The adoption of building information modeling (BIM) is more prevalent with today’s plumbing and mechanical contractors because of the myriad productivity and profitability benefits. More importantly, BIM has helped the contracting community evolve into implementing digital twin technologies to monitor and maintain buildings through their entire life cycle.
Benefits of 3D modeling on commercial/industrial projects include increased labor productivity, increased profitability, improved fabrication process, better utilization of resources, improved cost performance, reduced errors, better collaboration between stakeholders, enhancing industry reputation and improved schedule performance, notes Dodge Data and Analytics in its 2020 “The Business Value of BIM for Mechanical and HVAC Construction” SmartMarket Report.
Nearly two-thirds (61 percent) of mechanical piping contractors report that BIM is used on 50 percent or more of construction projects; just over half (55 percent) say BIM is a formal contract requirement for most jobs. The number is similar for plumbing contractors, with 60 percent using BIM on 75 percent to 100 percent of their projects, and 53 percent reporting BIM as a contract requirement for more than half of jobs.
The architecture, engineering and construction industry successfully moved from the manual drawings of piping common a hundred years ago to CAD drawing to three-dimensional BIM images.
“Some contractors realized how BIM could help them early on—much earlier than the designers,” notes Steve Holzer, a BIM/building digitalization expert and principal of HolzerTime, where he produces webcasts and podcasts on the topic. “They figured out they could use these tools digitally to simulate material management movement on a jobsite. And building owners were starting to see the transparency that this digitalization allowed and began demanding the turnover of the model.”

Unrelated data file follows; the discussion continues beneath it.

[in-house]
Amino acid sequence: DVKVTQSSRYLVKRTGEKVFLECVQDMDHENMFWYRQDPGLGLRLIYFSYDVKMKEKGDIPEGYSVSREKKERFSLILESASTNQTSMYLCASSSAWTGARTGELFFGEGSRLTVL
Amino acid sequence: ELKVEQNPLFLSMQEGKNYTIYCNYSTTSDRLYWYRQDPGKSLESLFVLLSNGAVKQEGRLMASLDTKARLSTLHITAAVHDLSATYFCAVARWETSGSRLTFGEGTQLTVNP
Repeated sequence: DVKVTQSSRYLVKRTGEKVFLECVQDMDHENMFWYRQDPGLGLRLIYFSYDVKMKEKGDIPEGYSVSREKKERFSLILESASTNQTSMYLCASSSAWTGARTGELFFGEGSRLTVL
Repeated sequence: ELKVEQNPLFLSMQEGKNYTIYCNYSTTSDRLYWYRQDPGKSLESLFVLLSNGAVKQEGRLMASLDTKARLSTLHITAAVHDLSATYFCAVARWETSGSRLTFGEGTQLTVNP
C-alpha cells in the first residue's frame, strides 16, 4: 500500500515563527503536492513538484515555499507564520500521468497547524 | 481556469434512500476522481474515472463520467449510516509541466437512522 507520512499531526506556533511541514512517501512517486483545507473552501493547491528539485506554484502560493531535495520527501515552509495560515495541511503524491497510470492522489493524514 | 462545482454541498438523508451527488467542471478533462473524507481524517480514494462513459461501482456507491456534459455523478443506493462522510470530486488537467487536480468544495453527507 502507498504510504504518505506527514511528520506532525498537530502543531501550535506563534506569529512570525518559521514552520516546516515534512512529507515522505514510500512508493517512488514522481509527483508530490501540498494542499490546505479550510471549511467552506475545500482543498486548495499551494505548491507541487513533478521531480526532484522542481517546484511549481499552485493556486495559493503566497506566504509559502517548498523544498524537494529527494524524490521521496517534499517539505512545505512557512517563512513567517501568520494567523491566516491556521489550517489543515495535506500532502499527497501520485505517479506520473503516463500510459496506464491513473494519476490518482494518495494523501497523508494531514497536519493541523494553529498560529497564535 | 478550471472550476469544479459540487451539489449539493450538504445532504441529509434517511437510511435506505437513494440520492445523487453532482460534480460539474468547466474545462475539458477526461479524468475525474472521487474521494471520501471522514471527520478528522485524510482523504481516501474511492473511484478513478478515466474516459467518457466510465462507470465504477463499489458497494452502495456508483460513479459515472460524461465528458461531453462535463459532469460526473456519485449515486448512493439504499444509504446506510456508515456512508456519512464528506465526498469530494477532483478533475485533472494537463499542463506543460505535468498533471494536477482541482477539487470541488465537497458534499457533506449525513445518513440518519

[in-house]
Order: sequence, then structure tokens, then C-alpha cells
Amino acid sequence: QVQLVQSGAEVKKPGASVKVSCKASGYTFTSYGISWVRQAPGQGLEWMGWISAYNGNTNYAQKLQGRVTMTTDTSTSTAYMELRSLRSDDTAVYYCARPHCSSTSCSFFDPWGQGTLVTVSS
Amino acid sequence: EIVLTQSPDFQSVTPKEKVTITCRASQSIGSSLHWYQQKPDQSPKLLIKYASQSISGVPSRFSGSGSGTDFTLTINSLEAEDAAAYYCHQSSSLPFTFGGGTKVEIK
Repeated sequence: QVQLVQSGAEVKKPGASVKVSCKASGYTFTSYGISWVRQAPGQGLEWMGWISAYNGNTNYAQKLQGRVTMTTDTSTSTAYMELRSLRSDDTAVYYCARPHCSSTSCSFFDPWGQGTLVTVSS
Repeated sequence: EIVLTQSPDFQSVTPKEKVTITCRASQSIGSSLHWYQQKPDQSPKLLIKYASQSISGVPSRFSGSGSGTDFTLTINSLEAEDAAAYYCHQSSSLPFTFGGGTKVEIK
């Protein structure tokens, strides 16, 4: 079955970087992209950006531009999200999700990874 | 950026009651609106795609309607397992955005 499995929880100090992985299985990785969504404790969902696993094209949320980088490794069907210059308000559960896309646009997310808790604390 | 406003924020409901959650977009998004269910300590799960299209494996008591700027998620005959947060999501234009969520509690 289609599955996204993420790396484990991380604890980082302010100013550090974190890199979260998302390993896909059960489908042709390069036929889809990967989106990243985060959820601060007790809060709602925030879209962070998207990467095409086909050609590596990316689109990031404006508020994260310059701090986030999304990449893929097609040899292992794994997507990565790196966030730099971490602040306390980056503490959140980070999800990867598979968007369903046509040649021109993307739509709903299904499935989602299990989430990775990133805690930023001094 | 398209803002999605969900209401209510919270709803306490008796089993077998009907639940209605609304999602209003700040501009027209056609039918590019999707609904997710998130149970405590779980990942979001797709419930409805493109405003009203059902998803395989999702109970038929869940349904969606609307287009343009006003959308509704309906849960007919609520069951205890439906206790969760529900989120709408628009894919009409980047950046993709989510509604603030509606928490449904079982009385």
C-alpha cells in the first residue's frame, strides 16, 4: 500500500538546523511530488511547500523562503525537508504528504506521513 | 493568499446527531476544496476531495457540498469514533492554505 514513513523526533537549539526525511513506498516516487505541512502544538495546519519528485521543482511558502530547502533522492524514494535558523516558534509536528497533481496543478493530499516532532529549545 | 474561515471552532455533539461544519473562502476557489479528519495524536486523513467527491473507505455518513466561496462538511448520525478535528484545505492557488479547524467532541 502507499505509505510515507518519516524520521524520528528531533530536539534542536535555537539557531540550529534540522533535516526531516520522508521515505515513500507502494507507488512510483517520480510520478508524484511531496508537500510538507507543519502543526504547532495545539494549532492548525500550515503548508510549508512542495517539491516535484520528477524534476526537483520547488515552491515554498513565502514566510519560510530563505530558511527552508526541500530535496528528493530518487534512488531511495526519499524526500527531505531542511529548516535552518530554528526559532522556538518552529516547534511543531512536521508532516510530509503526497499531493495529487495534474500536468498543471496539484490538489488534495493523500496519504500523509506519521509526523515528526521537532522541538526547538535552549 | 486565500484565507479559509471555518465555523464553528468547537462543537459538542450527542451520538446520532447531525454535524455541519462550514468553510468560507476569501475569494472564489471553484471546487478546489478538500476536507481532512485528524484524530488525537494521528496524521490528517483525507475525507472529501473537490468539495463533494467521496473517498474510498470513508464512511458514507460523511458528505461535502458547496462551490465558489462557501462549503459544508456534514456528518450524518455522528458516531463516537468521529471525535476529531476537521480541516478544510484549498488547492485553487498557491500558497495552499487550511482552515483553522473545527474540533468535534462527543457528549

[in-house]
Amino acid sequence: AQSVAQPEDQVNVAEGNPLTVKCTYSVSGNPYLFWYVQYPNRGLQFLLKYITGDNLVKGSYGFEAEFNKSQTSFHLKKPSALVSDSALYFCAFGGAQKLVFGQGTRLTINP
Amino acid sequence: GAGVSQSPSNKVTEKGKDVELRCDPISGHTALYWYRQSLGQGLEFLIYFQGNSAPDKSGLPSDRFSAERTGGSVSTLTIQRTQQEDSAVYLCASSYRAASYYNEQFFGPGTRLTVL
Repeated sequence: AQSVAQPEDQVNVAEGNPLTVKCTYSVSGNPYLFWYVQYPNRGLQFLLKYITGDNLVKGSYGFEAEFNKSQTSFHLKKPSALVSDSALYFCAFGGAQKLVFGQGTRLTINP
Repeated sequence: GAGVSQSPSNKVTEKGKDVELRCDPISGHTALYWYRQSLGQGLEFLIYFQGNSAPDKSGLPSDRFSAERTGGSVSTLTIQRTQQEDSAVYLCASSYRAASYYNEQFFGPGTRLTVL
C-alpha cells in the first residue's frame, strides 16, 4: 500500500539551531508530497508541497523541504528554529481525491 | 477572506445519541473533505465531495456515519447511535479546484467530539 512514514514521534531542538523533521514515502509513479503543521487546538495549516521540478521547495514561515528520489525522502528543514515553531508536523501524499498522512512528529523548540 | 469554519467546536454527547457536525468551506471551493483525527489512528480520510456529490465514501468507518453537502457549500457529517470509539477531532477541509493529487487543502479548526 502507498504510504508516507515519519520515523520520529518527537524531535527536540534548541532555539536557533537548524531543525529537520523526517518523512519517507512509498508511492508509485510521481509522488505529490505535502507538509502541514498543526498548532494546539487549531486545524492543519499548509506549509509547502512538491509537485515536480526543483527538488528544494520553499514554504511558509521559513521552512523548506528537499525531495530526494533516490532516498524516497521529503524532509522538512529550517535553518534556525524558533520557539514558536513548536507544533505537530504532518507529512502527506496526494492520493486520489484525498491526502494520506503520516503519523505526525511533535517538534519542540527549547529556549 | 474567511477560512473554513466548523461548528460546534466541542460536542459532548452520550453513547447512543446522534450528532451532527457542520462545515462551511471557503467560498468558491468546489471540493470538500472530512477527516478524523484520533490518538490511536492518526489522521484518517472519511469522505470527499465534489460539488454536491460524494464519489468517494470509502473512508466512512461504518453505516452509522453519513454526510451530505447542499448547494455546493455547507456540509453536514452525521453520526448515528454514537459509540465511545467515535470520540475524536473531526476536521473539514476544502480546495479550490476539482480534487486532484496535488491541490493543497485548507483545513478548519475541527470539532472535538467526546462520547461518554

“Building owners know that 90 percent of the total outlay for any facility (80 percent on the low end) is after the construction is complete,” he says. “That's why the total cost of ownership is so important. It’s not only about what it cost to buy a piece of equipment and then install it. But over the life span of it, what was the cost of maintaining it? What was the cost of operation? What were the utility costs? This can only be accomplished digitally.”
Active in the construction industry since the mid-1970s, Holzer was part of the team (vice-chair of the Market Education Work Group) that developed the National BIM Standard—United States (www.nationalbimstandard.org), administered by the National Institute of Building Sciences’ Building Information Management Council (formerly known as the buildingSMART alliance), www.nibs.org/page/bimc.
Through this work, he learned the significance of digitalizing the built environment and what was necessary to accomplish it—real content, not placeholder content.
“True digitalization comes in not just the drawing, but the ability to provide virtualizations of the same model,” Holzer explains. “Instead of having a generic box with a fan in it representing an air handler, why not add information we can use? What capabilities does that air handler have? What is the airflow? What are the performance requirements? What's the energy consumption?”
Digital twins: From generic to specific
The 21st-century construction industry is moving further along the path to true digitalization of the built environment through a new concept: digital twins.